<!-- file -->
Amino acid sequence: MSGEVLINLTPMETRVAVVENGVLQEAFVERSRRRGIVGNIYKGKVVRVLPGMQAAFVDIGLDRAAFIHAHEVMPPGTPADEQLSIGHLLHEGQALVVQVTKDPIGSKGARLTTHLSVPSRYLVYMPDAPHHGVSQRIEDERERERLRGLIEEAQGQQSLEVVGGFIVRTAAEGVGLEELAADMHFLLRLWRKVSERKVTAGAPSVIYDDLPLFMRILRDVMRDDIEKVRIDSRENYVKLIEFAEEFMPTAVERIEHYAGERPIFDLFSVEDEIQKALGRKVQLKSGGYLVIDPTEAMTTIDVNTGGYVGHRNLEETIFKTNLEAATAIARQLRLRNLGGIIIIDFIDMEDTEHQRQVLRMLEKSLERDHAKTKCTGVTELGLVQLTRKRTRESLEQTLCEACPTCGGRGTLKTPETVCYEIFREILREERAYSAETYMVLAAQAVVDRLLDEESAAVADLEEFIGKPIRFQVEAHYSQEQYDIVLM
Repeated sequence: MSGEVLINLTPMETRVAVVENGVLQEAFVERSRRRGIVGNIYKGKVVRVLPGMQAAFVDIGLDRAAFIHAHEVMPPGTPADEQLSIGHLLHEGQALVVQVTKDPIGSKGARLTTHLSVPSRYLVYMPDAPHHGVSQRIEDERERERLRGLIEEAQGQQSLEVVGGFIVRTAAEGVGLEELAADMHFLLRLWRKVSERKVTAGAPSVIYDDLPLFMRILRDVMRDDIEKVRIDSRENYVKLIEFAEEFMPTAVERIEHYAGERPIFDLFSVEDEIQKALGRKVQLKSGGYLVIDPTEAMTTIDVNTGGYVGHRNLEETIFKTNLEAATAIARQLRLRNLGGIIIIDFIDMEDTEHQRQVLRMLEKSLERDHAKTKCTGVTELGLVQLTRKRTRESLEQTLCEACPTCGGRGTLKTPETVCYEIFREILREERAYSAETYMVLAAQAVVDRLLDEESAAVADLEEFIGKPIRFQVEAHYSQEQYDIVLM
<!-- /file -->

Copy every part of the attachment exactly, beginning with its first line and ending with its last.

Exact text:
Amino acid sequence: MSGEVLINLTPMETRVAVVENGVLQEAFVERSRRRGIVGNIYKGKVVRVLPGMQAAFVDIGLDRAAFIHAHEVMPPGTPADEQLSIGHLLHEGQALVVQVTKDPIGSKGARLTTHLSVPSRYLVYMPDAPHHGVSQRIEDERERERLRGLIEEAQGQQSLEVVGGFIVRTAAEGVGLEELAADMHFLLRLWRKVSERKVTAGAPSVIYDDLPLFMRILRDVMRDDIEKVRIDSRENYVKLIEFAEEFMPTAVERIEHYAGERPIFDLFSVEDEIQKALGRKVQLKSGGYLVIDPTEAMTTIDVNTGGYVGHRNLEETIFKTNLEAATAIARQLRLRNLGGIIIIDFIDMEDTEHQRQVLRMLEKSLERDHAKTKCTGVTELGLVQLTRKRTRESLEQTLCEACPTCGGRGTLKTPETVCYEIFREILREERAYSAETYMVLAAQAVVDRLLDEESAAVADLEEFIGKPIRFQVEAHYSQEQYDIVLM
Repeated sequence: MSGEVLINLTPMETRVAVVENGVLQEAFVERSRRRGIVGNIYKGKVVRVLPGMQAAFVDIGLDRAAFIHAHEVMPPGTPADEQLSIGHLLHEGQALVVQVTKDPIGSKGARLTTHLSVPSRYLVYMPDAPHHGVSQRIEDERERERLRGLIEEAQGQQSLEVVGGFIVRTAAEGVGLEELAADMHFLLRLWRKVSERKVTAGAPSVIYDDLPLFMRILRDVMRDDIEKVRIDSRENYVKLIEFAEEFMPTAVERIEHYAGERPIFDLFSVEDEIQKALGRKVQLKSGGYLVIDPTEAMTTIDVNTGGYVGHRNLEETIFKTNLEAATAIARQLRLRNLGGIIIIDFIDMEDTEHQRQVLRMLEKSLERDHAKTKCTGVTELGLVQLTRKRTRESLEQTLCEACPTCGGRGTLKTPETVCYEIFREILREERAYSAETYMVLAAQAVVDRLLDEESAAVADLEEFIGKPIRFQVEAHYSQEQYDIVLM